Portfolio Review


I’m stuck at work this week without any actual work to be done. When I look at my office IM system, the only people on the job are the ones in my department, waiting for the ones who aren’t in our department to bring us some work. Which ain’t going to happen.

But I’m not letting this time go to waste (at least not all of it). Over the last couple days I have started a comprehensive portfolio review for myself. I’ve made prints of 60 or 70 of my favorite images and have begun the process of building a new and improved book. What started as an excercise to keep busy during a slow period is starting to evolve into something much more. My new list of immediate goals is a bit longer than just updating my book:

  1. Update the book
    Obviously I want to refresh the images that I have in my hardcopy book. My online portfolio has been largely ignored lately which is think is a symptom of not having a strong hardcopy book. Nothing in the world beats looking at all of your prints at the same time – I’ve found it’s tough to get see the story as clearly clicking through a website.
  2. Decide what my story is
    This process has really made it clear to me that I have several different stories happening in my book, and I need to figure out the best way to focus my story. To do that I need to determine what story is important to me.
  3. Get rid of the crap
    This exercise has shown me that my work is really all over the place. I have no doubt that there will be times when I will have to do work that isn’t always exactly what I want to do, especially now so early in my career, but that doesn’t mean I need to promote myself with the stuff I don’t like. In the past I’ve put images in my portfolio that I thought people would want to see, but that didn’t excite me. All of those images are going bye-bye
  4. Fill in the holes
    As I dump images that aren’t up to my standards, I’m also creating holes in my book. As a staff photographer, I have tons of work that is similar, but there are gaps in a logical story and flow. My goal is to identify those holes and find projects to fill them for a more well rounded portfolio.
  5. Create the best prints possible
    One of the things that I’ve realized as I go through this process is that there are many images in my book that work well as electronic images, but need work to really shine as hardcopy prints. Since we are a design department we have a wonderful top of the line Xerox color machine, which makes prints with fairly decent accuracy. Ultimately I’ll have Adorama make the final prints for me, but I’ll be able to get pretty close to where I want to be using the Xerox. I’m going through my book and adding post-production notes to each. This is tedious, but it’s giving me an idea of what needs to be done, and hopefully when I start my final edits it will go quickly.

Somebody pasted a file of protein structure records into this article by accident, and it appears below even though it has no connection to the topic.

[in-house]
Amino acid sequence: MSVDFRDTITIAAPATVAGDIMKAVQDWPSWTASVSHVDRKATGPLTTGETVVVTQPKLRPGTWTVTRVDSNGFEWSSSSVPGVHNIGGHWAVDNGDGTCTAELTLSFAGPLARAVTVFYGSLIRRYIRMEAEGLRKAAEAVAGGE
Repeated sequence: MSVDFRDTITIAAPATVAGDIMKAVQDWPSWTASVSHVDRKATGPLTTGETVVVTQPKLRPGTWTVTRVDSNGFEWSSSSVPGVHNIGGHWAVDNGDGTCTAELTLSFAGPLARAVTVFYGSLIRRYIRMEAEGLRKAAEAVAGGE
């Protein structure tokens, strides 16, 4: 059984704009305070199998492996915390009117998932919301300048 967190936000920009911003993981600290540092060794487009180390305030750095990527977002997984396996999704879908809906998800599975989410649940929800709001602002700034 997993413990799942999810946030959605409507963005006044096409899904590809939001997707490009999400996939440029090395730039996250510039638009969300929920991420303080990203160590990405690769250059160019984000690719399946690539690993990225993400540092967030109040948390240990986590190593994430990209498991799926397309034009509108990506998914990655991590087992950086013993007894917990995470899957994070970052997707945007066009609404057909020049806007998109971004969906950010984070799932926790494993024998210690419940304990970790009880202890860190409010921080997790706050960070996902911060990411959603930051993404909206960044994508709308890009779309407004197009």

6. Find all source files
    I have been terrible with file management. At work, each job is assigned a unique number so it’s been pretty easy to archive, search and locate images. My personal work is spread across any number of drives and folders. It’s a mess. One big goal of mine is to organize all of my images, which I’m hoping will be easier especially now that I’m using a Drobo at home for my files. I wish there was a way to link my Lightroom library at work with the one at home, but that doesn’t seem possible. In any case, I’m going to locate all of the source files for my selects and get them archived properly and also uploaded to my Photoshelter account.

All in all this has turned into quite a project, and I don’t think I’m going to get it completed before the end of the year, but seeing as I’m not actively lo0king for freelance work at the moment, there is no immediate need for a hardcopy book. However, this is something that is long over due and couldn’t come at a better time. I’m going to be starting the new year with a clearer idea of where I’m headed in 2009.

Additionally, I’m going to try to get back into regular blogging, if only to keep my internal monologue focused, so stay tuned.

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